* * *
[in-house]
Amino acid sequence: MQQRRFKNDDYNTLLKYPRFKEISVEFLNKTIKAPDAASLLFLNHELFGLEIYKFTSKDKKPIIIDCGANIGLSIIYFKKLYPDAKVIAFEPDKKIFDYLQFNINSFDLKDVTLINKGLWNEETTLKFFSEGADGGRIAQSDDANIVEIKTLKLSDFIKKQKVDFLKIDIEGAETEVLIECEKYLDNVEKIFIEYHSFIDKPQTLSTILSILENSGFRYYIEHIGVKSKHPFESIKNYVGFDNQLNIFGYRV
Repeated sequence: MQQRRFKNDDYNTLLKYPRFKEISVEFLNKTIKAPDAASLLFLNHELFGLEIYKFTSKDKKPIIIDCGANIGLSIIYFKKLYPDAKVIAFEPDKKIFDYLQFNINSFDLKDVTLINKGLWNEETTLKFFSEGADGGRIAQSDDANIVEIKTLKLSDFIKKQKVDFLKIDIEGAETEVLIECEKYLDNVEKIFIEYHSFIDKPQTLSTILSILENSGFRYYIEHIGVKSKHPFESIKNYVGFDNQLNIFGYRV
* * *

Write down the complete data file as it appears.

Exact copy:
[in-house]
Amino acid sequence: MQQRRFKNDDYNTLLKYPRFKEISVEFLNKTIKAPDAASLLFLNHELFGLEIYKFTSKDKKPIIIDCGANIGLSIIYFKKLYPDAKVIAFEPDKKIFDYLQFNINSFDLKDVTLINKGLWNEETTLKFFSEGADGGRIAQSDDANIVEIKTLKLSDFIKKQKVDFLKIDIEGAETEVLIECEKYLDNVEKIFIEYHSFIDKPQTLSTILSILENSGFRYYIEHIGVKSKHPFESIKNYVGFDNQLNIFGYRV
Repeated sequence: MQQRRFKNDDYNTLLKYPRFKEISVEFLNKTIKAPDAASLLFLNHELFGLEIYKFTSKDKKPIIIDCGANIGLSIIYFKKLYPDAKVIAFEPDKKIFDYLQFNINSFDLKDVTLINKGLWNEETTLKFFSEGADGGRIAQSDDANIVEIKTLKLSDFIKKQKVDFLKIDIEGAETEVLIECEKYLDNVEKIFIEYHSFIDKPQTLSTILSILENSGFRYYIEHIGVKSKHPFESIKNYVGFDNQLNIFGYRV